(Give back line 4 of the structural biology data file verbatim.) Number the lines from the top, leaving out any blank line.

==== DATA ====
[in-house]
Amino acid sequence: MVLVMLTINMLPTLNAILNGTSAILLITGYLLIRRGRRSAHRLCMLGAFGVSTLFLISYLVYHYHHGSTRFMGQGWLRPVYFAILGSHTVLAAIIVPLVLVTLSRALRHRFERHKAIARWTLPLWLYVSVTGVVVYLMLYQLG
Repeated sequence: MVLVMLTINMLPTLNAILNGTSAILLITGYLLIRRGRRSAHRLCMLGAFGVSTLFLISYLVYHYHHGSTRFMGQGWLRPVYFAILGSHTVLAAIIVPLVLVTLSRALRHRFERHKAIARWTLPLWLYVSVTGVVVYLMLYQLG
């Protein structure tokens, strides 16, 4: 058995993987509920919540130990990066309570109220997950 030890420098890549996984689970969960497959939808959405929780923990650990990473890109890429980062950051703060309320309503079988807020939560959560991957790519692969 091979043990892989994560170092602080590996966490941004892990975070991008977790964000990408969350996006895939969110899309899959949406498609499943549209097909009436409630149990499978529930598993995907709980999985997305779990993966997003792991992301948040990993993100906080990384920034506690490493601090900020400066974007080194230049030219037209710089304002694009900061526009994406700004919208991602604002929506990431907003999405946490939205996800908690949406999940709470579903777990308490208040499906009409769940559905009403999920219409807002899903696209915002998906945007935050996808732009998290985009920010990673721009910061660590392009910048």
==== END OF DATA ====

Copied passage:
């Protein structure tokens, strides 16, 4: 058995993987509920919540130990990066309570109220997950 030890420098890549996984689970969960497959939808959405929780923990650990990473890109890429980062950051703060309320309503079988807020939560959560991957790519692969 091979043990892989994560170092602080590996966490941004892990975070991008977790964000990408969350996006895939969110899309899959949406498609499943549209097909009436409630149990499978529930598993995907709980999985997305779990993966997003792991992301948040990993993100906080990384920034506690490493601090900020400066974007080194230049030219037209710089304002694009900061526009994406700004919208991602604002929506990431907003999405946490939205996800908690949406999940709470579903777990308490208040499906009409769940559905009403999920219409807002899903696209915002998906945007935050996808732009998290985009920010990673721009910061660590392009910048």